23. The rights ascribed to corporations are recognised because the organisation is owned by people with rights, and composed of people with rights acting on their behalf. Things done by a corporation were recognised as being things done by or for people, or 'natural persons' in legal jargon. There are precedents going back to the Middle Ages in Europe, and circa 800 BC in India. There have been thought experiments about automated software driven independent legal entities, which of course is a different matter, but it's not inevitable that a court would recognise such an entity as having any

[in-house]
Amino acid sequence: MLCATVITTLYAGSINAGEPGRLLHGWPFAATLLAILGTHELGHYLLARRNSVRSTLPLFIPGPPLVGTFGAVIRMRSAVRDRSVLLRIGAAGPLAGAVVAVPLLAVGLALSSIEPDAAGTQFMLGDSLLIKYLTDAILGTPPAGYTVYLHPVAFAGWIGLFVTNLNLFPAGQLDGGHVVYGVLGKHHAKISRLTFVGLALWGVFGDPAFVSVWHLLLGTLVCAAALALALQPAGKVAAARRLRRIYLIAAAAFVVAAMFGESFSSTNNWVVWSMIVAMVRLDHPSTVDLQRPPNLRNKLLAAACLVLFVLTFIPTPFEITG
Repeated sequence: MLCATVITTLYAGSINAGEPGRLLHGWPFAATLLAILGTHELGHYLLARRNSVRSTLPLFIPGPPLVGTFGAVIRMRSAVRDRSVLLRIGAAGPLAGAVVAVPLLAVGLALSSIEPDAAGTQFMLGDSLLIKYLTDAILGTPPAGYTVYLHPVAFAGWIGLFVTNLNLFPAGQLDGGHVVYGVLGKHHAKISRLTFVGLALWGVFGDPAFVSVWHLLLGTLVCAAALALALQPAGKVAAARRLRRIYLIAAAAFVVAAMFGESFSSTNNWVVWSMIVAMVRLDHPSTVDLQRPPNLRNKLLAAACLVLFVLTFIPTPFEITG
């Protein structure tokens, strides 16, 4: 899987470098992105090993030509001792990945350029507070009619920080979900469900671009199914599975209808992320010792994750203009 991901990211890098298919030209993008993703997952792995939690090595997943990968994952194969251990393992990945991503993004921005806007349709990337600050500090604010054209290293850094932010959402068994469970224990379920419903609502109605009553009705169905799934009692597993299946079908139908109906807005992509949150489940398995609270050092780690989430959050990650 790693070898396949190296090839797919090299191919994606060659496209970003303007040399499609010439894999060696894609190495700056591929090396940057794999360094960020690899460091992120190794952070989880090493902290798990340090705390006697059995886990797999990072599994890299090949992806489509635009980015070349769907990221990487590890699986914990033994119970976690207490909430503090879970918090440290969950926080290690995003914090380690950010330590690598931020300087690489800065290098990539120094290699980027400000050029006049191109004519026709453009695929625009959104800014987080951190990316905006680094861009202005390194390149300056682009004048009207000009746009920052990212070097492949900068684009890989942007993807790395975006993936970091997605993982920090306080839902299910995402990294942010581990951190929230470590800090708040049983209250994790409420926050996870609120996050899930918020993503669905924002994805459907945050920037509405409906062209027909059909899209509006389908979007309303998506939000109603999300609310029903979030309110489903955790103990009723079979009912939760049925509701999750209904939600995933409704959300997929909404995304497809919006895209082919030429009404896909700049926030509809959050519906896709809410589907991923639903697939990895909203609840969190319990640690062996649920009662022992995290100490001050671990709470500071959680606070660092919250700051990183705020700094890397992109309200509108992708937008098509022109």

24. It was a bit different for me, maybe I started a bit later. I first learned about Traveller (and RQ and in fact everything beyond blue book D&D) from White Dwarf magazine. It had articles and scenarios and reviews of products, so I had a decent idea about it before getting it. We started out just planet hopping using the trading system and exploring.